Tokyo police arrested a former gangster and two gangsters Wednesday on suspicion of attempting to extort money from former Mongolian sumo wrestler Kyokushuzan, police officials said.
Tournament on Sunday.
The police arrested Naohiko Miyamoto, 62, a former senior member of a group affiliated with the Sumiyoshi-kai crime syndicate, and gangsters Motomi Fujinami, 36, and Shinobu Maki, 36, for allegedly attempting to extort cash from Kyokushuzan, 34, whose real name is Davaa Batbayar, over gold mining rights in Mongolia. The three have denied the allegation, the police said.
According to investigators, Miyamoto pretended as if he was entrusted by Kyokushuzan, whom he met through a senior crime syndicate member, to mediate helping a South Korean underground resources development company try to get the mining rights to a gold mine in Mongolia, the police said. Although Miyamoto received money from the South Korean company in the form of a commission, a Chinese company obtained the mining rights, prompting the South Korean company to ask Kyokushuzan to return the money, the police said.
The suspects allegedly demanded that Kyokushuzan pay money on three occasions from last October to November, telling him to “present something tangible. If you can’t do it, there is no option but to retire,” the police said.
Kyokushuzan, who once held the fourth-highest sumo rank of komusubi, has told the police, “If there had been no such incident, I wouldn’t have quit sumo wrestling. I wanted to continue wrestling.”
Kyokushuzan, who became a professional sumo wrestler in 1992, retired last November, saying he was suffering from a heart ailment.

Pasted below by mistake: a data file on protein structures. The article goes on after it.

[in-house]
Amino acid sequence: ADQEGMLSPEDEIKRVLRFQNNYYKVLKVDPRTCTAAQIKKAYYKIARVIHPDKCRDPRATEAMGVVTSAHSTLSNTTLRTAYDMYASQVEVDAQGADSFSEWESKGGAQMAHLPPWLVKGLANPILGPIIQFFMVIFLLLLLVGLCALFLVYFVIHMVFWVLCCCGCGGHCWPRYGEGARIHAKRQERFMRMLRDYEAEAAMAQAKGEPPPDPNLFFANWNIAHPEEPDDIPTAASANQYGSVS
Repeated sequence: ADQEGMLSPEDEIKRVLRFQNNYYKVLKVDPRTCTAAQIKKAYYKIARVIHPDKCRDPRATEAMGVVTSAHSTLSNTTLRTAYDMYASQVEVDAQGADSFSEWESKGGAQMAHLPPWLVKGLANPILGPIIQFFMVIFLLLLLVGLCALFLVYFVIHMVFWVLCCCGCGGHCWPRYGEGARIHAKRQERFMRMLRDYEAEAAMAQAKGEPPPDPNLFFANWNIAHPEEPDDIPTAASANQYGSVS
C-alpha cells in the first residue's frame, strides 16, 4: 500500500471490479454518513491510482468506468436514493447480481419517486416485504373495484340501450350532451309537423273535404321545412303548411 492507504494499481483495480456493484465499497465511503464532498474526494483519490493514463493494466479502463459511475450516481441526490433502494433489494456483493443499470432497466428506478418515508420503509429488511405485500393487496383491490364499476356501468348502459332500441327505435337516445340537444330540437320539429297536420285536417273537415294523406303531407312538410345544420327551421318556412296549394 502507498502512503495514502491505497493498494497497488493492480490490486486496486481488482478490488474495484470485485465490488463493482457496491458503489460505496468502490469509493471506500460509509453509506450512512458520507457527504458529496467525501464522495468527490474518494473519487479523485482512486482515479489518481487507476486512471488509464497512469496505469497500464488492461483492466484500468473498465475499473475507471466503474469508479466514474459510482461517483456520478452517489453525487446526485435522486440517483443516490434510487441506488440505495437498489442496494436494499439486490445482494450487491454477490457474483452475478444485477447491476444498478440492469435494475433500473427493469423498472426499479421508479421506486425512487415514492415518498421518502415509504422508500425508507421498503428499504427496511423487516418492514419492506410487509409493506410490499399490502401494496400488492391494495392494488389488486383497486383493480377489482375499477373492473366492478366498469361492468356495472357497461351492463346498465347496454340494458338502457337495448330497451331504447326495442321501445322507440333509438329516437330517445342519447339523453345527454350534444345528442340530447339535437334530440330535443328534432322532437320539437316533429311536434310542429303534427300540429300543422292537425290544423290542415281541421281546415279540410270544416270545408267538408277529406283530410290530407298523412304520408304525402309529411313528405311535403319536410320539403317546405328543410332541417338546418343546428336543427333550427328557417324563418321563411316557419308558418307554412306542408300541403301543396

Also last November, the Oshima sumo-wrestling stable in Tokyo’s Ryogoku district to which Kyokushuzan belonged, suffered a series of attacks and the police are investigating if they are related to the alleged extortion.
NAGOYA (Kyodo) Mongolian-born grand champion Asashoryu, who captured his 21st Emperor’s Cup at the recently concluded Nagoya Grand Sumo Tournament, said Wednesday he plans to sit out the upcoming summer regional tour due to injuries, his stable elder Takasago said Wednesday.
Takasago made the announcement after a Japan Sumo Association executive meeting the same day, explaining that he has submitted a medical certificate to the regional board listing the yokozuna’s injuries, including a stress fracture to the lower back.
“He has a stress fracture in his lower back and an injured elbow. There is a possibility that he will be able to compete midway through the tournament,” Takasago said. Regional board head Oshima said Asashoryu will need at least six weeks to recover. The summer tour is scheduled to run Aug. 3-20.
The 26-year-old Asashoryu won his first title in three meets in Nagoya but had complained of discomfort in his lower back in the final week of the 15-day basho.
JSA chairman Kitanoumi said that the regional board hopes Asashoryu will participate in the summer regional tour if his injuries improve, even if it is just to perform the “dohyo-iri” ring-entering ceremony.
Asashoryu bounced back from an upset loss in his first bout with 14 consecutive victories to win the Nagoya Grand Sumo Tournament.